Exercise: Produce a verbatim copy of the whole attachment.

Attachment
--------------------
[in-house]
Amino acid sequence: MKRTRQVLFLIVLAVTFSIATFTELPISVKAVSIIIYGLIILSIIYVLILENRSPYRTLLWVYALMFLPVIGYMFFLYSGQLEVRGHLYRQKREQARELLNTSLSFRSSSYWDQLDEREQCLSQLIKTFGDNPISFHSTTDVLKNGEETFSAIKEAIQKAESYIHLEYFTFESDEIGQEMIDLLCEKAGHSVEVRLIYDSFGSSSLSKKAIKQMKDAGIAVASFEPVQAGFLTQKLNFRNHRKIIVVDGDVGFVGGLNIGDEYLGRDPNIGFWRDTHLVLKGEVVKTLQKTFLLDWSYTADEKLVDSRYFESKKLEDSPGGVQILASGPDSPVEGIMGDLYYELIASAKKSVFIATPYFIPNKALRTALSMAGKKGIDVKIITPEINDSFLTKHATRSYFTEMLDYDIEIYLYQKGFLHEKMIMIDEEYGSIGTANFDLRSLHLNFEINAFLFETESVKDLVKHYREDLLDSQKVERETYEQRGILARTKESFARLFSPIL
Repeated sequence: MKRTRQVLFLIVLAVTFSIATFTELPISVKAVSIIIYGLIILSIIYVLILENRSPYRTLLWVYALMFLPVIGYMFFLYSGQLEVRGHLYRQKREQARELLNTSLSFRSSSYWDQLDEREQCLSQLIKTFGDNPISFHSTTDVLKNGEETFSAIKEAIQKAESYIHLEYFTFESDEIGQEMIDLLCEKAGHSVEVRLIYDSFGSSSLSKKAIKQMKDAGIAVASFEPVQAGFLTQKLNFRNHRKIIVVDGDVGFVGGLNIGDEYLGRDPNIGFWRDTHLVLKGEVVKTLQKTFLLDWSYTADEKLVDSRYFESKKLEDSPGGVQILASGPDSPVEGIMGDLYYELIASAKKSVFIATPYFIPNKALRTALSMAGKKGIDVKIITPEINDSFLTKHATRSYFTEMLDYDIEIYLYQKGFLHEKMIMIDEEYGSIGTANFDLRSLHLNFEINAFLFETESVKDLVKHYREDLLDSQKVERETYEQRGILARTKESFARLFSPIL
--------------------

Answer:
[in-house]
Amino acid sequence: MKRTRQVLFLIVLAVTFSIATFTELPISVKAVSIIIYGLIILSIIYVLILENRSPYRTLLWVYALMFLPVIGYMFFLYSGQLEVRGHLYRQKREQARELLNTSLSFRSSSYWDQLDEREQCLSQLIKTFGDNPISFHSTTDVLKNGEETFSAIKEAIQKAESYIHLEYFTFESDEIGQEMIDLLCEKAGHSVEVRLIYDSFGSSSLSKKAIKQMKDAGIAVASFEPVQAGFLTQKLNFRNHRKIIVVDGDVGFVGGLNIGDEYLGRDPNIGFWRDTHLVLKGEVVKTLQKTFLLDWSYTADEKLVDSRYFESKKLEDSPGGVQILASGPDSPVEGIMGDLYYELIASAKKSVFIATPYFIPNKALRTALSMAGKKGIDVKIITPEINDSFLTKHATRSYFTEMLDYDIEIYLYQKGFLHEKMIMIDEEYGSIGTANFDLRSLHLNFEINAFLFETESVKDLVKHYREDLLDSQKVERETYEQRGILARTKESFARLFSPIL
Repeated sequence: MKRTRQVLFLIVLAVTFSIATFTELPISVKAVSIIIYGLIILSIIYVLILENRSPYRTLLWVYALMFLPVIGYMFFLYSGQLEVRGHLYRQKREQARELLNTSLSFRSSSYWDQLDEREQCLSQLIKTFGDNPISFHSTTDVLKNGEETFSAIKEAIQKAESYIHLEYFTFESDEIGQEMIDLLCEKAGHSVEVRLIYDSFGSSSLSKKAIKQMKDAGIAVASFEPVQAGFLTQKLNFRNHRKIIVVDGDVGFVGGLNIGDEYLGRDPNIGFWRDTHLVLKGEVVKTLQKTFLLDWSYTADEKLVDSRYFESKKLEDSPGGVQILASGPDSPVEGIMGDLYYELIASAKKSVFIATPYFIPNKALRTALSMAGKKGIDVKIITPEINDSFLTKHATRSYFTEMLDYDIEIYLYQKGFLHEKMIMIDEEYGSIGTANFDLRSLHLNFEINAFLFETESVKDLVKHYREDLLDSQKVERETYEQRGILARTKESFARLFSPIL